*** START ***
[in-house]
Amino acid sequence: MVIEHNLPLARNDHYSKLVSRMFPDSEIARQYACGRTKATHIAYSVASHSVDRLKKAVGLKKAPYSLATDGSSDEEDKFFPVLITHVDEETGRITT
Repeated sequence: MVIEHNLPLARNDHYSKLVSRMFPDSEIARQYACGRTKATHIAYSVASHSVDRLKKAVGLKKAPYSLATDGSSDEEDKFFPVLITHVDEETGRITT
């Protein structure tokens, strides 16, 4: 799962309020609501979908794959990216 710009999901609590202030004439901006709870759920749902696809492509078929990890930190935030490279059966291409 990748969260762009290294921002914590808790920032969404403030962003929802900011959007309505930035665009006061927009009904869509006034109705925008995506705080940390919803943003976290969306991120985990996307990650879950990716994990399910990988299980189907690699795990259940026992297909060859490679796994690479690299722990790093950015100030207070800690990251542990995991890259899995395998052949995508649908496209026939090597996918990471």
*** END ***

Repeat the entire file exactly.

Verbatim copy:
[in-house]
Amino acid sequence: MVIEHNLPLARNDHYSKLVSRMFPDSEIARQYACGRTKATHIAYSVASHSVDRLKKAVGLKKAPYSLATDGSSDEEDKFFPVLITHVDEETGRITT
Repeated sequence: MVIEHNLPLARNDHYSKLVSRMFPDSEIARQYACGRTKATHIAYSVASHSVDRLKKAVGLKKAPYSLATDGSSDEEDKFFPVLITHVDEETGRITT
């Protein structure tokens, strides 16, 4: 799962309020609501979908794959990216 710009999901609590202030004439901006709870759920749902696809492509078929990890930190935030490279059966291409 990748969260762009290294921002914590808790920032969404403030962003929802900011959007309505930035665009006061927009009904869509006034109705925008995506705080940390919803943003976290969306991120985990996307990650879950990716994990399910990988299980189907690699795990259940026992297909060859490679796994690479690299722990790093950015100030207070800690990251542990995991890259899995395998052949995508649908496209026939090597996918990471």